- excellence or merit in objects of art, curios, and the like.
- (used with a plural verb) such objects or articles collectively.
- a taste for or knowledge of such objects.
Origin of virtu
Examples from the Web for virtus
The first movement of will and of any appetitive faculty (virtus) is amor.The Mediaeval Mind (Volume II of II)
Henry Osborn Taylor
Libenter igitur gloriabor in infirmitatibus meis, ut inhabitet in me virtus Christi.Selections from the Prose Writings of John Henry Cardinal Newman
John Henry Newman
Such a dot can be seen in a similar place upon two or three coins bearing the legend Virtus Exercit.The Non-Christian Cross
John Denham Parsons
It is the method of Molière's doctors, with their virtus dormitivus of opium, applied to sociology.The Evolution of States
J. M. Robertson
They admitted, as we know from Molire, the virtus dormitiva of opium, for no other reason than that opium facit dormire.A Budget of Paradoxes, Volume II (of II)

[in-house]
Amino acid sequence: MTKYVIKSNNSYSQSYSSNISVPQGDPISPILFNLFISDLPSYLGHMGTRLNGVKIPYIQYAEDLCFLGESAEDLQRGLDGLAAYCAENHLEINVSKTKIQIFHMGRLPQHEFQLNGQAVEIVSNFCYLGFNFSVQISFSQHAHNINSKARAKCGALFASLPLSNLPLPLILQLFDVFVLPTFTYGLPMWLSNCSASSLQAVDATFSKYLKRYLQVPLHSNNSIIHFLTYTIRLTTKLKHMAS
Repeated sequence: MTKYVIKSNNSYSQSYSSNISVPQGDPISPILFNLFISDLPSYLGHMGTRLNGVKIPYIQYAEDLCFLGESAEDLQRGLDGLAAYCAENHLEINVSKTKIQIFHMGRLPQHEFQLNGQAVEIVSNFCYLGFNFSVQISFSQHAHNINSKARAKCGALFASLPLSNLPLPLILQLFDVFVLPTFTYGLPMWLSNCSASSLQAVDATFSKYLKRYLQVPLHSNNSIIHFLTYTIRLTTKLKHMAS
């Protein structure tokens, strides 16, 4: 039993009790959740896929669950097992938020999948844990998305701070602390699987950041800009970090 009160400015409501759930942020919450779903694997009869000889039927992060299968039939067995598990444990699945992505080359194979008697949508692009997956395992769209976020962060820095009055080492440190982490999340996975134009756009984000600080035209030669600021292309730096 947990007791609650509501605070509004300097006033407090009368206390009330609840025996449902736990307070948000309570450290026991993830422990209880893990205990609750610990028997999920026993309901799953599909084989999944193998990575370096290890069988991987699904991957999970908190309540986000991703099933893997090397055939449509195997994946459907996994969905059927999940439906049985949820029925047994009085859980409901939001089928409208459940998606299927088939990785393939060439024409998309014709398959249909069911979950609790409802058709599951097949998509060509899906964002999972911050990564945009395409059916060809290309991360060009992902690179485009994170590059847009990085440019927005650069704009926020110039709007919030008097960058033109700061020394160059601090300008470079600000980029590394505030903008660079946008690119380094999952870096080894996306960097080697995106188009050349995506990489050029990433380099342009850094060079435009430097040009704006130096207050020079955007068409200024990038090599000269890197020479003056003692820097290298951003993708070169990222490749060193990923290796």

Augustus de Morgan
- a taste or love for curios or works of fine art; connoisseurship
- such objects collectively
- the quality of being rare, beautiful, or otherwise appealing to a connoisseur (esp in the phrases articles of virtu; objects of virtu)
Word Origin and History for virtus
"excellence in an object of art, passion for works of art," 1722, from Italian virtu "excellence," from Latin virtutem (nominative virtus) "virtue" (see virtue). The same word as virtue, borrowed during a period when everything Italian was in vogue. Sometimes spelled vertu, after French, but this is unjustified, as this sense of the word is not in French.